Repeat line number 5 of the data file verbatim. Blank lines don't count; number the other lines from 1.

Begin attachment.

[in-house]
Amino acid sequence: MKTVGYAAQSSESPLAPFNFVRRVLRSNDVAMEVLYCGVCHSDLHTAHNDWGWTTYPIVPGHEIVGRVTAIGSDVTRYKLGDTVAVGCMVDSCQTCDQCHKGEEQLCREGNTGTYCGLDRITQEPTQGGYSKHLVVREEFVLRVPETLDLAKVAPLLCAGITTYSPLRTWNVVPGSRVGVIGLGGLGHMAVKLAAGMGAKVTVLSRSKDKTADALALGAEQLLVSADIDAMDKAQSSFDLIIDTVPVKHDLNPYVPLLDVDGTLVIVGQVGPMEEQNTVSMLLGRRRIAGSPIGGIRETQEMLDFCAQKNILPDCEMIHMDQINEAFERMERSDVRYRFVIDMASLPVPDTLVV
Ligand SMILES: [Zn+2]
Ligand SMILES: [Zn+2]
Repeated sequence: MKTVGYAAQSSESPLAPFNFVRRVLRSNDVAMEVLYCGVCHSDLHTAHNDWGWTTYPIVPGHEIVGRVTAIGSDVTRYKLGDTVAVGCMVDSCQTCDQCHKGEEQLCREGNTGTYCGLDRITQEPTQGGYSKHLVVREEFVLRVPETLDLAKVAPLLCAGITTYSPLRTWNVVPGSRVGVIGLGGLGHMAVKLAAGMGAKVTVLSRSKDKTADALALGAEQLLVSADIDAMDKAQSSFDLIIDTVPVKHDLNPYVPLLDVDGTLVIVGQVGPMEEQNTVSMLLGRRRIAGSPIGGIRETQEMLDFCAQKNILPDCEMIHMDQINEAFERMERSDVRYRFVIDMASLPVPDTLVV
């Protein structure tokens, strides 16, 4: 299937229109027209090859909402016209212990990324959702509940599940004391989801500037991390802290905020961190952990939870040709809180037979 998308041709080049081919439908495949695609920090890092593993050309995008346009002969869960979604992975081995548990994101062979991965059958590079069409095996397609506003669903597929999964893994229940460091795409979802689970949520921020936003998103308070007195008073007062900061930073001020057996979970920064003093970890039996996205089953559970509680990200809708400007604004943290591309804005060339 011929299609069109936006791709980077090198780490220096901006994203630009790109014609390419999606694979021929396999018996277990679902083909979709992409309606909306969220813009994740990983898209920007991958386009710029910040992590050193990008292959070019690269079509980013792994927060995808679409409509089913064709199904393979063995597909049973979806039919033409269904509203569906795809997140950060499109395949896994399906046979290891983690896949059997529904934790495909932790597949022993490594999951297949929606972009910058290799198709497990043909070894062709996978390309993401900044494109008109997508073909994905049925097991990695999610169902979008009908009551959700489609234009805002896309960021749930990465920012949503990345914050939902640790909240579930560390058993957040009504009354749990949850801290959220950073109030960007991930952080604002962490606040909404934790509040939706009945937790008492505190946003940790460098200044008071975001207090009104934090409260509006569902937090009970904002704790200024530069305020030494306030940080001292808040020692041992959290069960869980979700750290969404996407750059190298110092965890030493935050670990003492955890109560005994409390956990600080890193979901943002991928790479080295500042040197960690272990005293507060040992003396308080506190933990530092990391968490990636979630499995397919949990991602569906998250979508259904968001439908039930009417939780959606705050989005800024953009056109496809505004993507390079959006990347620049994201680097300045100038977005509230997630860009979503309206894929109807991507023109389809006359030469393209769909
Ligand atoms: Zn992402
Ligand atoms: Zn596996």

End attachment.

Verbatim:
Repeated sequence: MKTVGYAAQSSESPLAPFNFVRRVLRSNDVAMEVLYCGVCHSDLHTAHNDWGWTTYPIVPGHEIVGRVTAIGSDVTRYKLGDTVAVGCMVDSCQTCDQCHKGEEQLCREGNTGTYCGLDRITQEPTQGGYSKHLVVREEFVLRVPETLDLAKVAPLLCAGITTYSPLRTWNVVPGSRVGVIGLGGLGHMAVKLAAGMGAKVTVLSRSKDKTADALALGAEQLLVSADIDAMDKAQSSFDLIIDTVPVKHDLNPYVPLLDVDGTLVIVGQVGPMEEQNTVSMLLGRRRIAGSPIGGIRETQEMLDFCAQKNILPDCEMIHMDQINEAFERMERSDVRYRFVIDMASLPVPDTLVV